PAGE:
Objective: The purpose of our study was to quantitatively evaluate calcified atherosclerotic burden in the cervical carotid arteries using MDCT to determine the relationship of scores with luminal stenosis and symptomatology.
Materials and methods: Calcium plaque volume was measured in 106 cervical carotid arteries (53 patients) using MDCT angiography. The study group included 32 asymptomatic patients (mean age, 70.2 +/- 8.7 [SD] years; 15 women, 17 men) and 21 patients with ischemic neurologic symptoms (69.6 +/- 12.9 years; eight women, 13 men). By vessel, there were 43 high-grade stenotic (> or = 60% by North American Symptomatic Carotid Endarterectomy Trial [NASCET] criteria), 15 moderate-grade stenotic (30-59%), and 44 mild-grade stenotic or normal (0-29%) vessels, with four excluded for prior carotid endarterectomy. Volume scores were calculated by summing the area of calcium in the common and extracranial internal carotid arteries on axial slices and multiplying by the slice increment.
Results: Controlling for cardiovascular risk factors and luminal stenosis, we found that scores were significantly related to the occurrence of symptoms (p = 0.003). Even with patient age as a covariant, patients with high-grade stenosis had significantly higher scores than those without high-grade disease (p = 0.004). Moreover, quantitative burden was associated with luminal stenosis on adjusted multivariate analysis (p = 0.034). The specificity and positive predictive value for high-grade luminal narrowing were notably lower on individual vessel analysis than on total score analysis, likely secondary to variability in vascular remodeling.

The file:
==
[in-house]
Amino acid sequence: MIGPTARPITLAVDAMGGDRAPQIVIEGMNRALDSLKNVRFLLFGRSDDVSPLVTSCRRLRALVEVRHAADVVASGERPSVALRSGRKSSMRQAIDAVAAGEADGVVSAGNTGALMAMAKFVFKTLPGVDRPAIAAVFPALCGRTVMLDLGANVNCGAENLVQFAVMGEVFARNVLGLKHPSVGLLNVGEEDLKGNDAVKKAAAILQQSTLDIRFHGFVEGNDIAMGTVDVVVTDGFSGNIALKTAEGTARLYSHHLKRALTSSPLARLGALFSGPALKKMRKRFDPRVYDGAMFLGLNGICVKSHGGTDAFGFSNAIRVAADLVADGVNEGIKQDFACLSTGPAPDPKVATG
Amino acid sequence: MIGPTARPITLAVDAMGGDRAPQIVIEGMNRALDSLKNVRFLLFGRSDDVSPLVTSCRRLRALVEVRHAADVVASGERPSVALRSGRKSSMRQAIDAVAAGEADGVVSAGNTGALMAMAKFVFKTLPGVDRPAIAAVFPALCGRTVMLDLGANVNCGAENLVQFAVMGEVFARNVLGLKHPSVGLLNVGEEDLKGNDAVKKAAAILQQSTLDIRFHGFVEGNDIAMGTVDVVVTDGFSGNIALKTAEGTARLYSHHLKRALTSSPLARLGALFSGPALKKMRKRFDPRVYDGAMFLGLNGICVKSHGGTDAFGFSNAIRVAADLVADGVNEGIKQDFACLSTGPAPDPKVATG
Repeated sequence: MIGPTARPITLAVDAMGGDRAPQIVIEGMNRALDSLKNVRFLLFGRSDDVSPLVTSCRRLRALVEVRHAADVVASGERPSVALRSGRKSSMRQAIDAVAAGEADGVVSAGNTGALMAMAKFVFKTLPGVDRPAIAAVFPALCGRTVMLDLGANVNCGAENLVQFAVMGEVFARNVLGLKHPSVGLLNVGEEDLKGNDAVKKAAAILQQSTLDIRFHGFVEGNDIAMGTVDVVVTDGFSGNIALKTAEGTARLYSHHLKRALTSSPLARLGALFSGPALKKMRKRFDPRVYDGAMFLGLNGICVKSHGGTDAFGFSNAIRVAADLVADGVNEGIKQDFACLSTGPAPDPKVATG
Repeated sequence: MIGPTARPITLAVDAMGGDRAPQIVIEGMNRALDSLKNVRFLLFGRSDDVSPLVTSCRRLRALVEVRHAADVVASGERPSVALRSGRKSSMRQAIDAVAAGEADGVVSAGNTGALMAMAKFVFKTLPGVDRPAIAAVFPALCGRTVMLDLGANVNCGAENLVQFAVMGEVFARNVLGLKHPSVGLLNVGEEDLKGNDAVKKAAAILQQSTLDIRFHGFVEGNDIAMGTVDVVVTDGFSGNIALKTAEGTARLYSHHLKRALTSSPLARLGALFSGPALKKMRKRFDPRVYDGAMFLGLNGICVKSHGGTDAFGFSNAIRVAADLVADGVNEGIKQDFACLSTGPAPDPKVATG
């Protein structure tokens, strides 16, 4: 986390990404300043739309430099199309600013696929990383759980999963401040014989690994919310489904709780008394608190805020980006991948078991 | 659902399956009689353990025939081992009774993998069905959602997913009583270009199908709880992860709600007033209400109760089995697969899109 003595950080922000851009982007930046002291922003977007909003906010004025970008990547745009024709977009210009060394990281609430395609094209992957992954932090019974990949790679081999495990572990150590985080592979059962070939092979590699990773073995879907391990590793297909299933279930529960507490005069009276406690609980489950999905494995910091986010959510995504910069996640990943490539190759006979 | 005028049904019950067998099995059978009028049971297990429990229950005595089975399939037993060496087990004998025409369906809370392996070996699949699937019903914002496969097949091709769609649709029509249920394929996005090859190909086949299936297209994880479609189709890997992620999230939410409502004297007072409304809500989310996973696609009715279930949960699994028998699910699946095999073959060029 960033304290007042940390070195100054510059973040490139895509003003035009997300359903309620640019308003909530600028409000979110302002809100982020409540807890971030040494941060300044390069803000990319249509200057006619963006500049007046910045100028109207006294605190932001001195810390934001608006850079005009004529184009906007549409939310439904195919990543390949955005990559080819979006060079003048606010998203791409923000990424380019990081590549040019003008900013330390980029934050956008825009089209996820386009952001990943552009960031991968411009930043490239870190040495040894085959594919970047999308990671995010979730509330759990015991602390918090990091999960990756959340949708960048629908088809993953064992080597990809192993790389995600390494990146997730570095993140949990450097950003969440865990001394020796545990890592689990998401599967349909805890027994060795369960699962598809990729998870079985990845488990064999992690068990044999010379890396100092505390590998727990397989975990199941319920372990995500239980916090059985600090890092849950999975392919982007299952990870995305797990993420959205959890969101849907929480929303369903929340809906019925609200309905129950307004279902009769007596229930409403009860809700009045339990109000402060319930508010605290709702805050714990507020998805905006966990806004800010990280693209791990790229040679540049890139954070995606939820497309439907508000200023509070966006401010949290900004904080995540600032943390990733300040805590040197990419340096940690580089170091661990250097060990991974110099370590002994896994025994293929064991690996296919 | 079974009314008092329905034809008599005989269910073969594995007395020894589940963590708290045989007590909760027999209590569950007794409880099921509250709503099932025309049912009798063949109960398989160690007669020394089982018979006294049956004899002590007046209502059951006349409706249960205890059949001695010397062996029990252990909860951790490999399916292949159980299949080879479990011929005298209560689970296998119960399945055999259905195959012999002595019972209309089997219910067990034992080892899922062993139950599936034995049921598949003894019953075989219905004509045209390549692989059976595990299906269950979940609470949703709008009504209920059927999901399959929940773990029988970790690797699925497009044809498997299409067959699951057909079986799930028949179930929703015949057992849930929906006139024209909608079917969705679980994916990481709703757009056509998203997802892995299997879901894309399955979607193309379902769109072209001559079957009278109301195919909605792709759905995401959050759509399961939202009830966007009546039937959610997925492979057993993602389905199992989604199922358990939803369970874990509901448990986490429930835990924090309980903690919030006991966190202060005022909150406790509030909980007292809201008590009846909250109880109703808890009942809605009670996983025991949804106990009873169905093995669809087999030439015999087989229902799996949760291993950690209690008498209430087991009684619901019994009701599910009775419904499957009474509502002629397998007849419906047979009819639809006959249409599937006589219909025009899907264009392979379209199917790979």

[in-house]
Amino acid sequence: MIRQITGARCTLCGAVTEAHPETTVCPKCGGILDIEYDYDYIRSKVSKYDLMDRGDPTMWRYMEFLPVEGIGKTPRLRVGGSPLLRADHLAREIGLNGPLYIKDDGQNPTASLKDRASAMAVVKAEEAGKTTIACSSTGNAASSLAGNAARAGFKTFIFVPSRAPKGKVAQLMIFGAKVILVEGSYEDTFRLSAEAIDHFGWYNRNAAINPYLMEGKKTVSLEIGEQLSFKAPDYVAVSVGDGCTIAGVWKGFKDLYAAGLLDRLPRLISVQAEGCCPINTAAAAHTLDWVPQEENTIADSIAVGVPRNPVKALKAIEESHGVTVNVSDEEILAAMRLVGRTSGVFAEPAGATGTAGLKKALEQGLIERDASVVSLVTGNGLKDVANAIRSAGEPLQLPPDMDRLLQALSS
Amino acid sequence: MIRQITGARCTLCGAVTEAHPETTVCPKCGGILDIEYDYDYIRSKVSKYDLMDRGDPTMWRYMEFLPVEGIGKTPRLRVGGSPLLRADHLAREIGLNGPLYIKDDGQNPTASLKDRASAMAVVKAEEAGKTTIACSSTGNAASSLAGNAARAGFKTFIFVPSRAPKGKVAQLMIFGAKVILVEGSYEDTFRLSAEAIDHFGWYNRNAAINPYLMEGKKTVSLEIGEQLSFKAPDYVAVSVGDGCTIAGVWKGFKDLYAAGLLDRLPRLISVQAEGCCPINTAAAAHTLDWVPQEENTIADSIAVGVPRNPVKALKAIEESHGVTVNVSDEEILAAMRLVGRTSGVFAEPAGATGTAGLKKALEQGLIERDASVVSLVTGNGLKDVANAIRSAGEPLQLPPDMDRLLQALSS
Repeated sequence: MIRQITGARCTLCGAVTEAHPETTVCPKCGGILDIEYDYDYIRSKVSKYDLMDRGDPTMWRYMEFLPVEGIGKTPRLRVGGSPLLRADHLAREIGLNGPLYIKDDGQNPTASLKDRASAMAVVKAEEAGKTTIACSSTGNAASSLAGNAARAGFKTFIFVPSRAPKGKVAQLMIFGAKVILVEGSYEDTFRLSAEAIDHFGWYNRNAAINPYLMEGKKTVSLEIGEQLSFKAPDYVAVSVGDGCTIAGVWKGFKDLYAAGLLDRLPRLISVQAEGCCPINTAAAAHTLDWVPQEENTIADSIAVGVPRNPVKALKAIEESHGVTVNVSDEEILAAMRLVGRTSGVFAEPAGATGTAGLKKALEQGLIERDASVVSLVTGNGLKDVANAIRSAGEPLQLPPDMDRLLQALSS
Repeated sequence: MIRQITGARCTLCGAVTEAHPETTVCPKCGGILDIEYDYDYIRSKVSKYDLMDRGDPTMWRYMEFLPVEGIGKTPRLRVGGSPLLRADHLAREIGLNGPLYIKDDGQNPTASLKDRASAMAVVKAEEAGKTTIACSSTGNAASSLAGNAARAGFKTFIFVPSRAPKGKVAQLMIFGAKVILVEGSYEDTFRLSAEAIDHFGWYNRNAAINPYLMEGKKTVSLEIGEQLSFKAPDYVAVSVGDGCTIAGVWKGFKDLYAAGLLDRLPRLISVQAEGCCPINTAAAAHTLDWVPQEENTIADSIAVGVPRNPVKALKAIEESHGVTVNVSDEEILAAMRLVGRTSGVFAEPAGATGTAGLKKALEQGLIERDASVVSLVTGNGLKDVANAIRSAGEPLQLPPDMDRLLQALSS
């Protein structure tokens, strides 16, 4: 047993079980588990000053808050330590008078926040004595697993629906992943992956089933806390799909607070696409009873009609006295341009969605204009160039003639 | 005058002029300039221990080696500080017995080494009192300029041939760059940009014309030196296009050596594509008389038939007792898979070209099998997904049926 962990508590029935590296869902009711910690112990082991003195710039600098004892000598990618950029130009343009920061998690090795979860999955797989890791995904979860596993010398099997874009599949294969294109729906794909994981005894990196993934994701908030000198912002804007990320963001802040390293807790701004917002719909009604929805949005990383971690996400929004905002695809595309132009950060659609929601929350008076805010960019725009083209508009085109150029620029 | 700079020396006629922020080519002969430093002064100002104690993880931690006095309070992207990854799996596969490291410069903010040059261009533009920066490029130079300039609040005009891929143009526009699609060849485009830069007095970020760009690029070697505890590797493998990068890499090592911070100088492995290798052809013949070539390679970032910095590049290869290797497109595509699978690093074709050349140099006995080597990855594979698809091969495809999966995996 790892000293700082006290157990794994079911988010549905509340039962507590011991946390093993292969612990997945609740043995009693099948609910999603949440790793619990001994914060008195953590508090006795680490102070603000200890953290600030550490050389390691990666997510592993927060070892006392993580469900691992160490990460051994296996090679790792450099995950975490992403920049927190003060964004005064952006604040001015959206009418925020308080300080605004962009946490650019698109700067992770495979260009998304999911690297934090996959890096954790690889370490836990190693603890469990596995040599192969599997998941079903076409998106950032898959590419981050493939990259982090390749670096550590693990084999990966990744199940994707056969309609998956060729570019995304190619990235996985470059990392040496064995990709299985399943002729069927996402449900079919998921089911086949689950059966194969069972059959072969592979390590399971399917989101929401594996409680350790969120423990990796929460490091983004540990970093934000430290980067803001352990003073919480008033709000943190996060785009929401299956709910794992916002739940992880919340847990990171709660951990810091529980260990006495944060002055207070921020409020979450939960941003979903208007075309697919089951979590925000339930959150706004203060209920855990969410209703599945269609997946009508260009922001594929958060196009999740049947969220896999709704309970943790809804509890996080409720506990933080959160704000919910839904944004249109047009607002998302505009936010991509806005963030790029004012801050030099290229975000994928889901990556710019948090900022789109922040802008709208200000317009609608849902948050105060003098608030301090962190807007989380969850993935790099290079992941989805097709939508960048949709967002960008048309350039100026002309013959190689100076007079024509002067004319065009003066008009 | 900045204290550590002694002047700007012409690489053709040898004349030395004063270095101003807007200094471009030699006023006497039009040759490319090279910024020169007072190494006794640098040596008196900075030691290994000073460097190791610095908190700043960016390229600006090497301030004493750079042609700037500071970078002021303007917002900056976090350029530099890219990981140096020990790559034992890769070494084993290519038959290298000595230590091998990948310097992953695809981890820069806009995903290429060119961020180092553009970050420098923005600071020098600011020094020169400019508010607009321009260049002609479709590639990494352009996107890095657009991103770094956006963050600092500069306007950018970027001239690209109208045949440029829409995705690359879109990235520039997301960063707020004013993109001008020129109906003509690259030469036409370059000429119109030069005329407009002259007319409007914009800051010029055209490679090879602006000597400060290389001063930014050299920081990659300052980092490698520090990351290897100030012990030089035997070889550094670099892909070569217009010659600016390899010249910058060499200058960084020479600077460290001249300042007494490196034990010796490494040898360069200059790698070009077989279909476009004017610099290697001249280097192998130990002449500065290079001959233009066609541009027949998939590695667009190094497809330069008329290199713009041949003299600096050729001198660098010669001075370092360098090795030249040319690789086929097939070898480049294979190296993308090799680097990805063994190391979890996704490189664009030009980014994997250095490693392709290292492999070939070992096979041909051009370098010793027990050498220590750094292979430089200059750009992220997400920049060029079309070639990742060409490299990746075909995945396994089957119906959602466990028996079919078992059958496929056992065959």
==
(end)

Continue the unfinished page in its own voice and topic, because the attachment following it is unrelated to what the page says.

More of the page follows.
Conclusion: Calcium scores in the cervical carotid arteries may represent an independent marker for luminal stenosis and ischemic symptoms. A prospective longitudinal study examining calcium levels and morbidity may be warranted to examine whether burden has a role in risk stratification.